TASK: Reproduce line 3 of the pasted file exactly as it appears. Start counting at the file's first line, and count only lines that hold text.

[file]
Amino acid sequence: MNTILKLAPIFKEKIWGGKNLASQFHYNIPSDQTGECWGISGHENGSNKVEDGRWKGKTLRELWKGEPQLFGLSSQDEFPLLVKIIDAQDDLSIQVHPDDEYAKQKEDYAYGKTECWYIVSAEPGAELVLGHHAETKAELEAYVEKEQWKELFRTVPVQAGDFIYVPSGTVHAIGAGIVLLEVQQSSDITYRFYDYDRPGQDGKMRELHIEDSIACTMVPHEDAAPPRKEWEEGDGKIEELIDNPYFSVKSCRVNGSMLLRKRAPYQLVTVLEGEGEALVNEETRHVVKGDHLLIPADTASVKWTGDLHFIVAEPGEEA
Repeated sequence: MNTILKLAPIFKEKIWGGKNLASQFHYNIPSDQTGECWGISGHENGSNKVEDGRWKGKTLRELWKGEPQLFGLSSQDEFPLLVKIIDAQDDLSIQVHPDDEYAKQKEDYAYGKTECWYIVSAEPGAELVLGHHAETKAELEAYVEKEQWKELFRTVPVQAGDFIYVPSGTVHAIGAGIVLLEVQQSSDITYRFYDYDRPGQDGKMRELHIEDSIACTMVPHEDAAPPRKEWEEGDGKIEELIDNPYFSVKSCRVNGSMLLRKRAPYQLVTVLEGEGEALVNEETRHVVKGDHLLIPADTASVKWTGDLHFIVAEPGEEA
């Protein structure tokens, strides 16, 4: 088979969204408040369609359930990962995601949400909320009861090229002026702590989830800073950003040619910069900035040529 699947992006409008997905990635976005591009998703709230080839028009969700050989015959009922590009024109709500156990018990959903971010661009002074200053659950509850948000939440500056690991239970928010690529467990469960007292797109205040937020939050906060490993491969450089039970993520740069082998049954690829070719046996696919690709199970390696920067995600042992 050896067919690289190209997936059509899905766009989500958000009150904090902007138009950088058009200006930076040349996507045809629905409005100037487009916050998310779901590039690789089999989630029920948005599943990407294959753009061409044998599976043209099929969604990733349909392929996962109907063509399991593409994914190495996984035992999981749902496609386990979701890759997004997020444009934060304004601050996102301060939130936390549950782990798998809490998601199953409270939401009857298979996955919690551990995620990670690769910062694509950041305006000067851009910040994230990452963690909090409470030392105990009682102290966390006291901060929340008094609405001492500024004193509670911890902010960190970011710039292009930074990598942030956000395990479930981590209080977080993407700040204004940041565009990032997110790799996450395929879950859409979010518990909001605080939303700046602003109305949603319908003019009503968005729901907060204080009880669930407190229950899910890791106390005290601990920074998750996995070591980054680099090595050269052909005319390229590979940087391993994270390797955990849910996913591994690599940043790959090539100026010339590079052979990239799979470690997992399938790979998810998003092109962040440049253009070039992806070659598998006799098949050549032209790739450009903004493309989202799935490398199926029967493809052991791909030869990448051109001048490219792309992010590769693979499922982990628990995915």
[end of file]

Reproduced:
């Protein structure tokens, strides 16, 4: 088979969204408040369609359930990962995601949400909320009861090229002026702590989830800073950003040619910069900035040529 699947992006409008997905990635976005591009998703709230080839028009969700050989015959009922590009024109709500156990018990959903971010661009002074200053659950509850948000939440500056690991239970928010690529467990469960007292797109205040937020939050906060490993491969450089039970993520740069082998049954690829070719046996696919690709199970390696920067995600042992 050896067919690289190209997936059509899905766009989500958000009150904090902007138009950088058009200006930076040349996507045809629905409005100037487009916050998310779901590039690789089999989630029920948005599943990407294959753009061409044998599976043209099929969604990733349909392929996962109907063509399991593409994914190495996984035992999981749902496609386990979701890759997004997020444009934060304004601050996102301060939130936390549950782990798998809490998601199953409270939401009857298979996955919690551990995620990670690769910062694509950041305006000067851009910040994230990452963690909090409470030392105990009682102290966390006291901060929340008094609405001492500024004193509670911890902010960190970011710039292009930074990598942030956000395990479930981590209080977080993407700040204004940041565009990032997110790799996450395929879950859409979010518990909001605080939303700046602003109305949603319908003019009503968005729901907060204080009880669930407190229950899910890791106390005290601990920074998750996995070591980054680099090595050269052909005319390229590979940087391993994270390797955990849910996913591994690599940043790959090539100026010339590079052979990239799979470690997992399938790979998810998003092109962040440049253009070039992806070659598998006799098949050549032209790739450009903004493309989202799935490398199926029967493809052991791909030869990448051109001048490219792309992010590769693979499922982990628990995915």